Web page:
The evolution of Canadian ETF product offerings

IIAC managing director analyses the growth of the industry and its long-term prospects

The evolution of Canadian ETF product offerings

Todd Evans is a managing director at the Investment Industry Association of Canada (IIAC). He analyses the state of the Canadian ETF industry and its long-term prospects.

Exchange Traded Funds (ETFs) have come a long way in Canada since they were initially launched as Index Participation Units on the Toronto stock exchange in 1990. The asset holdings and liquidity of ETFs have grown dramatically in the last decade and, on balance, this growth has held up well through the recent COVID-19 crisis period. While the most common type of ETF is a market ETF which tracks major market indexes like the S&P/TSX, there are many ETFs specialized in different corporate sectors and industry. The more focused ETFs are not surprisingly more volatile in the marketplace.

Industry ETFs that primarily track a given sector index are created to emulate the underlying industry, such as energy, technology, or pharmaceuticals. However, these ETFs often do not exactly mirror the desired industry or sectors performance because their composition is usually slightly different. As of May 2021, equity ETFs accounted for 63% of total outstanding ETFs in Canada and approximately 50% of total monthly inflows. In addition, cap-weighted ETFs accounted for 59% of outstanding equity ETFs and 66% of monthly equity inflows (33% of total monthly inflows). So, while there has been diversification and product development in the ETF space, traditional cap-weighted equity ETFs remain a significant ongoing presence.

As the ETF market has grown and evolved, strategies have become more varied and complex. ETF underwriters have continued to expand and distinguish their product mix to meet investors needs. It must be noted however, that traditional market ETFs still dominate the space and continue to see strong demand. In Canada, with less ability to scale and compete against the broader index trackers, new entrants have emphasized alpha-seeking solutions to distinguish themselves. These ETFs feature actively managed strategies (“non-index tracking”), tracking strategic-beta indexes, employing quantitative models, or providing exposure to a thematic investment mandate.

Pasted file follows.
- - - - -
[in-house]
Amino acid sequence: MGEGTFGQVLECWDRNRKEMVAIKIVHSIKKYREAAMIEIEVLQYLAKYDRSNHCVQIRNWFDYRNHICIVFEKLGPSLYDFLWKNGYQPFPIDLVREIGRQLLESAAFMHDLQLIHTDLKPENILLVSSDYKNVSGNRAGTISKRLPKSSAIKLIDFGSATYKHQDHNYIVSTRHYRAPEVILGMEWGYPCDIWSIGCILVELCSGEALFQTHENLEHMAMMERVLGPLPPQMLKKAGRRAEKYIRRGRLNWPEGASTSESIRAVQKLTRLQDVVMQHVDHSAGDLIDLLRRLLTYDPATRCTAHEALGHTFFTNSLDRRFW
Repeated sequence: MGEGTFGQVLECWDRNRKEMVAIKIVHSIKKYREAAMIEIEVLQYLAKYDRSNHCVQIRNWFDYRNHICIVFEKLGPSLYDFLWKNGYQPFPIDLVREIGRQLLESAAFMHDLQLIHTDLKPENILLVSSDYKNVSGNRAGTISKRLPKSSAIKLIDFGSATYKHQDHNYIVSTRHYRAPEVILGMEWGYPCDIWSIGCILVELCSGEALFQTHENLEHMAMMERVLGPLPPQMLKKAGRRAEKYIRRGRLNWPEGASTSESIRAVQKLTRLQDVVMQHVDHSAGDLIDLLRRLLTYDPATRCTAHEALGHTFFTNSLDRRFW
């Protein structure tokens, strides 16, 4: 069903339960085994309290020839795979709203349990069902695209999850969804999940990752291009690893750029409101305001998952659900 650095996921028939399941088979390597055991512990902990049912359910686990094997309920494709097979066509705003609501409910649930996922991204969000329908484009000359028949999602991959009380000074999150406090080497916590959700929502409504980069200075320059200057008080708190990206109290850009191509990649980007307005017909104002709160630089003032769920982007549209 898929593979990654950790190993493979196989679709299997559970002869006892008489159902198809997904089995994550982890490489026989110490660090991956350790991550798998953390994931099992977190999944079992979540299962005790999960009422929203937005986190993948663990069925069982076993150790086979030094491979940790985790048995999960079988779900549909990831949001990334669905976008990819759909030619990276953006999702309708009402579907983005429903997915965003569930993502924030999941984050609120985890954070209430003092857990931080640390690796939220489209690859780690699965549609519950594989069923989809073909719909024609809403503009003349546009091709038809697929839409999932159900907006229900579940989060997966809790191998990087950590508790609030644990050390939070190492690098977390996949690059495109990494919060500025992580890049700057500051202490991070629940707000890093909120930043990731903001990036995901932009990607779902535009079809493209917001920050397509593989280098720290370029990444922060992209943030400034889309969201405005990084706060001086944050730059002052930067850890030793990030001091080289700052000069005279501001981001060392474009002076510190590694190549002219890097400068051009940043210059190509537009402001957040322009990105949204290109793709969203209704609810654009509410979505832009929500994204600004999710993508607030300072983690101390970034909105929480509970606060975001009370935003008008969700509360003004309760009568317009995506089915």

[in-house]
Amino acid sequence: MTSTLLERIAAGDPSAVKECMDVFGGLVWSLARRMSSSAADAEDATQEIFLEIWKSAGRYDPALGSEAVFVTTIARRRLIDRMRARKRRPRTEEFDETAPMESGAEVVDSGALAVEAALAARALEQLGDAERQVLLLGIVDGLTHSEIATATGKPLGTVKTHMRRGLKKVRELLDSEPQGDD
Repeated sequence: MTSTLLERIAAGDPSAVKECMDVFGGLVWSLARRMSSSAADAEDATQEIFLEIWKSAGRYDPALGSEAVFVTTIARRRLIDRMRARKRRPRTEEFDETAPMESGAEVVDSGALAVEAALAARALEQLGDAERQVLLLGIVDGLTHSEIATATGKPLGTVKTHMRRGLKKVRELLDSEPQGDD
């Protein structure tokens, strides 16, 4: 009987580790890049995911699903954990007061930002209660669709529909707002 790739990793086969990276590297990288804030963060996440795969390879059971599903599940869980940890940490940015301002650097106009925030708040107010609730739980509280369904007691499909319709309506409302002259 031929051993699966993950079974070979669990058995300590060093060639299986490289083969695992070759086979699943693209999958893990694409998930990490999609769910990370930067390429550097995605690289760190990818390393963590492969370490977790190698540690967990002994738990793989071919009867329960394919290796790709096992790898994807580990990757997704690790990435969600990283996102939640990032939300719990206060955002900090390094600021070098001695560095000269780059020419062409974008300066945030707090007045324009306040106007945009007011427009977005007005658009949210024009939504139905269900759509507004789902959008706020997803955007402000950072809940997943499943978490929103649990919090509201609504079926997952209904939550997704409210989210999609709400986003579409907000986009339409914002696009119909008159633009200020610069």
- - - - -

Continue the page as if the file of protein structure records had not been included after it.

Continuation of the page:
Non-index tracking ETFs have dominated new product development in recent years, making up 232 of the 486 launches over the three-year period ending December 2018. By comparison, funds tracking strategic-beta and market capitalization-weighted indices accounted for 142 and 112 funds, respectively, over the same period. Ongoing development gave non-index tracking ETFs the lion’s share of the product shelf in Canada, despite this fact index-tracking funds continue to retain most of the current total AUM.

Even as new types of asset classes have emerged, the largest individual ETFs in Canada are also conventional index tracking funds, with equity tracking funds still outpacing fixed income funds in growth and AUM. According to CETFA data “as of December 2019, equity-based ETFs accounted for 66.1%; fixed-income for 30.5%; multi-asset class for 2.5%; commodity ETFs for 0.8%, and currency ETFs for 0.1% of all assets”.

Thematic and alternative strategies ETFs have seen many new launches in recent years, as investors have gained greater familiarity and understanding in these investments, such as strategies that include high interest deposit investments, cannabis, esports and AI investments. There has also been a recent interest in thematic equity ETFs that have investments in environmental, social and governance (ESG) related industries and projects, cryptocurrency and blockchain.

Overall growth in ETF AUM has been rapidly increasing, with many launched in response to expanding investor demand and appetite for a diverse range of products with low transaction costs and fees. The long-term prospects for ETFs in Canada are therefore optimistic and show continuing promise, in part because Canadian investors are increasingly attracted to the relatively lower fees of ETFs.

The current ETF structure in Canada has shown to be robust, liquid and continues to function well, weathering the recent pandemic in impressive fashion, and the ETF space does not currently appear to require any material changes or additional regulation. New ETF product development should and will likely be a function of investor demand as well as proactive new product development initiatives undertaken by ETF providers to continue develop products to meet evolving investor preferences. These new products will offer a wider suite of options but must be accompanied by thorough and thoughtful disclosure.